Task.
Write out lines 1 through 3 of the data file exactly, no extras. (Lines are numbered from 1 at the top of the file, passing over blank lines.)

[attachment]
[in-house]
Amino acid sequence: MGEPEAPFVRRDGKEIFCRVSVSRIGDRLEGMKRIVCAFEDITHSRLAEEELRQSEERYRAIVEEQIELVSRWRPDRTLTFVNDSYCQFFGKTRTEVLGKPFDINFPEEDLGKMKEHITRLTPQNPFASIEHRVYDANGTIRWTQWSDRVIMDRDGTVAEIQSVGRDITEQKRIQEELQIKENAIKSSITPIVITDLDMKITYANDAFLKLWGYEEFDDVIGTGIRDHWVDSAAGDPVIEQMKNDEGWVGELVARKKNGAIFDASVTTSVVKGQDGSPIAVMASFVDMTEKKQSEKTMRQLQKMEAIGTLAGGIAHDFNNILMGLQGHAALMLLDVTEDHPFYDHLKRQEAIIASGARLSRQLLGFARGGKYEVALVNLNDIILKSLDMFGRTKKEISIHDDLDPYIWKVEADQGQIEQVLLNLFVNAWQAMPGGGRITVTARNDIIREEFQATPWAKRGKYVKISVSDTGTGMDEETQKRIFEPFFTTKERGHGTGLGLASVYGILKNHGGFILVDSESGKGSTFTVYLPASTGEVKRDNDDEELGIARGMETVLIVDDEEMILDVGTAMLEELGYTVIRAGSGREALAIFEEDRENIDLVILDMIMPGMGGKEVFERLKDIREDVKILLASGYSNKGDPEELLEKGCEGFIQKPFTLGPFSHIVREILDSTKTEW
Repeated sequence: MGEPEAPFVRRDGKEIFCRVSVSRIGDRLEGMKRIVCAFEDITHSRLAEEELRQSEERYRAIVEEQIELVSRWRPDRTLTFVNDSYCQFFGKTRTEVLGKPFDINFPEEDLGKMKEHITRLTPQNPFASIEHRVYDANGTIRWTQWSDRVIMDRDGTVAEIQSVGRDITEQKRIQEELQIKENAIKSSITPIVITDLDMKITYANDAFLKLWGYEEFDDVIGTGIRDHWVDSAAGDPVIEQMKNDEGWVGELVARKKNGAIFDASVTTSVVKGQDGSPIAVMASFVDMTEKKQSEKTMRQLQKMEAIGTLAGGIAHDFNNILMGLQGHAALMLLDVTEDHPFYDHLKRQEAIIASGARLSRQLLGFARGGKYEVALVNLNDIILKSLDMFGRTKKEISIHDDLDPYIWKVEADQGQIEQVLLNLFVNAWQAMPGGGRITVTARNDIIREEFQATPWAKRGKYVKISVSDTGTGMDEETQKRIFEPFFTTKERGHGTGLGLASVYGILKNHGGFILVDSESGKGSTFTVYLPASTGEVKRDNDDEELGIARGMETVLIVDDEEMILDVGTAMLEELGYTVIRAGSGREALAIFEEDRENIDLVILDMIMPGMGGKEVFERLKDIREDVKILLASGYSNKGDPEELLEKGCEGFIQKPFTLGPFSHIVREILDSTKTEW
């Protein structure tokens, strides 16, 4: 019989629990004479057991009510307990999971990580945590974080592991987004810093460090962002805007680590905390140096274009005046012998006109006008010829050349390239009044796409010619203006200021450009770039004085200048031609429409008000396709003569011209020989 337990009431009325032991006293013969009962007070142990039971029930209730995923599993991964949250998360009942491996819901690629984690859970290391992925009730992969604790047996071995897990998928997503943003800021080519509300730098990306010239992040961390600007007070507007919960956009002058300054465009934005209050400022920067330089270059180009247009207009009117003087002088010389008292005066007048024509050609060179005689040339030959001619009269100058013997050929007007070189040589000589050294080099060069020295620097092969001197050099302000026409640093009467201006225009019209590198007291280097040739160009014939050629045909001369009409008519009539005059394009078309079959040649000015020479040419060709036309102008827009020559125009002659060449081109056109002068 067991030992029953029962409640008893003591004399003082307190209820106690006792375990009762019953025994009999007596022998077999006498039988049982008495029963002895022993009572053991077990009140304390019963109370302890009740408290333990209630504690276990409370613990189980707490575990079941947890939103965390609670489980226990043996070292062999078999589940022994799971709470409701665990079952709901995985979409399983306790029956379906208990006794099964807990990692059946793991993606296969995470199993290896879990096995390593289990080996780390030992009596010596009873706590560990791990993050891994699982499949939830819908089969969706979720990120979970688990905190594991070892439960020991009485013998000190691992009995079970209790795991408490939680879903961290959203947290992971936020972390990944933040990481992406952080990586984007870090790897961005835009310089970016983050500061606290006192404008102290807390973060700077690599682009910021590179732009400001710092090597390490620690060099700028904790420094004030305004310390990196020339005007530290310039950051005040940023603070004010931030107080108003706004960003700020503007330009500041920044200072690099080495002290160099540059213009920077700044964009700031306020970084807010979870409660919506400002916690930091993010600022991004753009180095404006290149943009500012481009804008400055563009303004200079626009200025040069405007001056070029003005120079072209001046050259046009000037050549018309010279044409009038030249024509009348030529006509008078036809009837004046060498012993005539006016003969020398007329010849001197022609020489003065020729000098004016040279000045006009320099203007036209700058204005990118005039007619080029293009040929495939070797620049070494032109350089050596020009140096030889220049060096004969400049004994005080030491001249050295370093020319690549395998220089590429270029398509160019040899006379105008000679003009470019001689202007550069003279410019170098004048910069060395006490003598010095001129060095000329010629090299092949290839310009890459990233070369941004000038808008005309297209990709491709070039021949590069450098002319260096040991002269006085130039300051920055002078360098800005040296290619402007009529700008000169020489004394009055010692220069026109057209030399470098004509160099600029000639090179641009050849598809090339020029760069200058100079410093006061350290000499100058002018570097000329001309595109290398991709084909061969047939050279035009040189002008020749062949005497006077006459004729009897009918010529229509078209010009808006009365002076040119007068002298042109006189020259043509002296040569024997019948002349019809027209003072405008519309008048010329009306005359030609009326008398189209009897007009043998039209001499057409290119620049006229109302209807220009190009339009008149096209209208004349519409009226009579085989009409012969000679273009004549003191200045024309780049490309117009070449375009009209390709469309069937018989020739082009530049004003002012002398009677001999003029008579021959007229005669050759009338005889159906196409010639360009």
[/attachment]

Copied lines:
[in-house]
Amino acid sequence: MGEPEAPFVRRDGKEIFCRVSVSRIGDRLEGMKRIVCAFEDITHSRLAEEELRQSEERYRAIVEEQIELVSRWRPDRTLTFVNDSYCQFFGKTRTEVLGKPFDINFPEEDLGKMKEHITRLTPQNPFASIEHRVYDANGTIRWTQWSDRVIMDRDGTVAEIQSVGRDITEQKRIQEELQIKENAIKSSITPIVITDLDMKITYANDAFLKLWGYEEFDDVIGTGIRDHWVDSAAGDPVIEQMKNDEGWVGELVARKKNGAIFDASVTTSVVKGQDGSPIAVMASFVDMTEKKQSEKTMRQLQKMEAIGTLAGGIAHDFNNILMGLQGHAALMLLDVTEDHPFYDHLKRQEAIIASGARLSRQLLGFARGGKYEVALVNLNDIILKSLDMFGRTKKEISIHDDLDPYIWKVEADQGQIEQVLLNLFVNAWQAMPGGGRITVTARNDIIREEFQATPWAKRGKYVKISVSDTGTGMDEETQKRIFEPFFTTKERGHGTGLGLASVYGILKNHGGFILVDSESGKGSTFTVYLPASTGEVKRDNDDEELGIARGMETVLIVDDEEMILDVGTAMLEELGYTVIRAGSGREALAIFEEDRENIDLVILDMIMPGMGGKEVFERLKDIREDVKILLASGYSNKGDPEELLEKGCEGFIQKPFTLGPFSHIVREILDSTKTEW
Repeated sequence: MGEPEAPFVRRDGKEIFCRVSVSRIGDRLEGMKRIVCAFEDITHSRLAEEELRQSEERYRAIVEEQIELVSRWRPDRTLTFVNDSYCQFFGKTRTEVLGKPFDINFPEEDLGKMKEHITRLTPQNPFASIEHRVYDANGTIRWTQWSDRVIMDRDGTVAEIQSVGRDITEQKRIQEELQIKENAIKSSITPIVITDLDMKITYANDAFLKLWGYEEFDDVIGTGIRDHWVDSAAGDPVIEQMKNDEGWVGELVARKKNGAIFDASVTTSVVKGQDGSPIAVMASFVDMTEKKQSEKTMRQLQKMEAIGTLAGGIAHDFNNILMGLQGHAALMLLDVTEDHPFYDHLKRQEAIIASGARLSRQLLGFARGGKYEVALVNLNDIILKSLDMFGRTKKEISIHDDLDPYIWKVEADQGQIEQVLLNLFVNAWQAMPGGGRITVTARNDIIREEFQATPWAKRGKYVKISVSDTGTGMDEETQKRIFEPFFTTKERGHGTGLGLASVYGILKNHGGFILVDSESGKGSTFTVYLPASTGEVKRDNDDEELGIARGMETVLIVDDEEMILDVGTAMLEELGYTVIRAGSGREALAIFEEDRENIDLVILDMIMPGMGGKEVFERLKDIREDVKILLASGYSNKGDPEELLEKGCEGFIQKPFTLGPFSHIVREILDSTKTEW